The Consolidated Appropriations Act, 2021, signed by President Trump just before the new year, has among its aims attempts to correct problems with Paycheck Protection Program (PPP) loans. It has refinements and clarifications that clients with these loans need to know.

Among the conditions for loans, said Gail Rosen, a CPA in Martinsville, N.J., are that business gross receipts must have declined at least 25% in any quarter in 2020 compared with the corresponding quarter in 2019, and businesses must have 300 or fewer workers.

The maximum loan amount is $2 million dollars, calculated by taking 2.5 times a business’s average monthly payroll for the last 12 months. Hotels and restaurants are eligible for 3.5 times the monthly average payroll.

Some big general misconceptions about PPP loans are calculating the full-time equivalent employee headcount, how the available exemptions work and how it all affects loan forgiveness, noted Jake McDonald, director at CBIZ MHM in Plymouth Meeting, Pa.

That wasn’t the only question about previous loans. The new relief looks to clarify rules on eligibility, forgiveness and tax responsibilities of borrowers, among other points.

First, additional PPP funding will be available for certain smaller qualified businesses, including some business owners who received PPP funds in round one, said Robbin E. Caruso, a CPA, partner and co-leader of the National Tax Controversy Department at Cranbury, N.J.-based Prager Metis.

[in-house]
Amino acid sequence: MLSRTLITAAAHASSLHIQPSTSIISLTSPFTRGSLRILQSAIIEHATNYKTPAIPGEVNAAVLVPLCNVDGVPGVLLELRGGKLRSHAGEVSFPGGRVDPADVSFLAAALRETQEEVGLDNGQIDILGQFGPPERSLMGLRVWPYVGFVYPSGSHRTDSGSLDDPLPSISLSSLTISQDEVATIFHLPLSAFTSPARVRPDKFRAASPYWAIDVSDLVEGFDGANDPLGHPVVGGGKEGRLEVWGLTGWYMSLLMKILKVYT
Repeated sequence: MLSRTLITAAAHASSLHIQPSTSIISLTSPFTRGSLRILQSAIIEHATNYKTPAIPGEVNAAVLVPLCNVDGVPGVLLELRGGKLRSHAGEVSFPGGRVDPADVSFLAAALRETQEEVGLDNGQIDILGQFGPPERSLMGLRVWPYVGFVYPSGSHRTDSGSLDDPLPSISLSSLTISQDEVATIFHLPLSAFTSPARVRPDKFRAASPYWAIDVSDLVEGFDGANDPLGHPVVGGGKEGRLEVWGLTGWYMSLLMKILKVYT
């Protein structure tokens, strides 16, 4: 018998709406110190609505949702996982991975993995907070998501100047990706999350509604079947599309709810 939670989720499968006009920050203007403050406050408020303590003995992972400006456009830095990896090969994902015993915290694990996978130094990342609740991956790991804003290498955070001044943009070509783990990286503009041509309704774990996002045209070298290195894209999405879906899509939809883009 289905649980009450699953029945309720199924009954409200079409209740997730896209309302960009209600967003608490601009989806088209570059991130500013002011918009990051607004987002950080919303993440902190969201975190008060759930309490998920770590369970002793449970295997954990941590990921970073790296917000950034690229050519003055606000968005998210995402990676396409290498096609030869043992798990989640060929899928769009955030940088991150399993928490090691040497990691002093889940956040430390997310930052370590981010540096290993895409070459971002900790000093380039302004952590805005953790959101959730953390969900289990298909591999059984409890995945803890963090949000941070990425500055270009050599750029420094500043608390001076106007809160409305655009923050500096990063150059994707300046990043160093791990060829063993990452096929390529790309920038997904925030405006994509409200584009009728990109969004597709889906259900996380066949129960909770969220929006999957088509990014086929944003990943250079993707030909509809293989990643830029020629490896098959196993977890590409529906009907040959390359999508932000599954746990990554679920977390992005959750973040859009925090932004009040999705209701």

The big difference between the first round of loans and the second is the criteria involved. “Almost everyone qualified before,” said Rob Seltzer, a CPA at Seltzer Business Management in Los Angeles.

One major confusion about previous PPP rules was the deductibility of forgiven loans. For example, if a borrower of a $100,000 PPP loan spent the entire amount on payroll expenses, it would have been completely forgiven; the $100,000 forgiven loan would not have been taxable income. But the deduction for payroll expenses had to be reduced by $100,000.

“Most recipients haven’t received forgiveness of the [previous] PPP loans yet, so they were confused as to when they should recognize the income and had some questions as to how much of the loan would be forgiven,” Seltzer said.

Originally, Small Business Administration Form 3508S, the simplest loan-forgiveness form, was limited to loans of less than $50,000. Under the new act, the limit has been increased to $150,000.

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